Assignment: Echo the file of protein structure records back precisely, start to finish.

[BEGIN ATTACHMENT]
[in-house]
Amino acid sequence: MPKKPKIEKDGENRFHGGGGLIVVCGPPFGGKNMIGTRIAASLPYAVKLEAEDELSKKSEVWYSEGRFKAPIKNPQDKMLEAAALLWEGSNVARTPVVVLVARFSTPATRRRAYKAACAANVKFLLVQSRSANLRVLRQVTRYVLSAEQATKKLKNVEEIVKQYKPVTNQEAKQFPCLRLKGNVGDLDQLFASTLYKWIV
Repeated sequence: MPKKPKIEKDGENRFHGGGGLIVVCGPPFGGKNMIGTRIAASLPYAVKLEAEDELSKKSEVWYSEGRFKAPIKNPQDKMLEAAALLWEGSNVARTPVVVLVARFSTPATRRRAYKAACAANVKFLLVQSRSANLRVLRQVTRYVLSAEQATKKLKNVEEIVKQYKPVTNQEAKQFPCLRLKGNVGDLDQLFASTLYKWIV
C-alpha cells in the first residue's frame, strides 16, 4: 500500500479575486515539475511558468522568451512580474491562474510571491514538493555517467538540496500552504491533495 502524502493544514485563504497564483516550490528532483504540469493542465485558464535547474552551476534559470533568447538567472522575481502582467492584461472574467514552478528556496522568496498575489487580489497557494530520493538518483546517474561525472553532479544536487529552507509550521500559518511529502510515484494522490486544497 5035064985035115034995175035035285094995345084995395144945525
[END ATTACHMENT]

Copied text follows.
[in-house]
Amino acid sequence: MPKKPKIEKDGENRFHGGGGLIVVCGPPFGGKNMIGTRIAASLPYAVKLEAEDELSKKSEVWYSEGRFKAPIKNPQDKMLEAAALLWEGSNVARTPVVVLVARFSTPATRRRAYKAACAANVKFLLVQSRSANLRVLRQVTRYVLSAEQATKKLKNVEEIVKQYKPVTNQEAKQFPCLRLKGNVGDLDQLFASTLYKWIV
Repeated sequence: MPKKPKIEKDGENRFHGGGGLIVVCGPPFGGKNMIGTRIAASLPYAVKLEAEDELSKKSEVWYSEGRFKAPIKNPQDKMLEAAALLWEGSNVARTPVVVLVARFSTPATRRRAYKAACAANVKFLLVQSRSANLRVLRQVTRYVLSAEQATKKLKNVEEIVKQYKPVTNQEAKQFPCLRLKGNVGDLDQLFASTLYKWIV
C-alpha cells in the first residue's frame, strides 16, 4: 500500500479575486515539475511558468522568451512580474491562474510571491514538493555517467538540496500552504491533495 502524502493544514485563504497564483516550490528532483504540469493542465485558464535547474552551476534559470533568447538567472522575481502582467492584461472574467514552478528556496522568496498575489487580489497557494530520493538518483546517474561525472553532479544536487529552507509550521500559518511529502510515484494522490486544497 5035064985035115034995175035035285094995345084995395144945525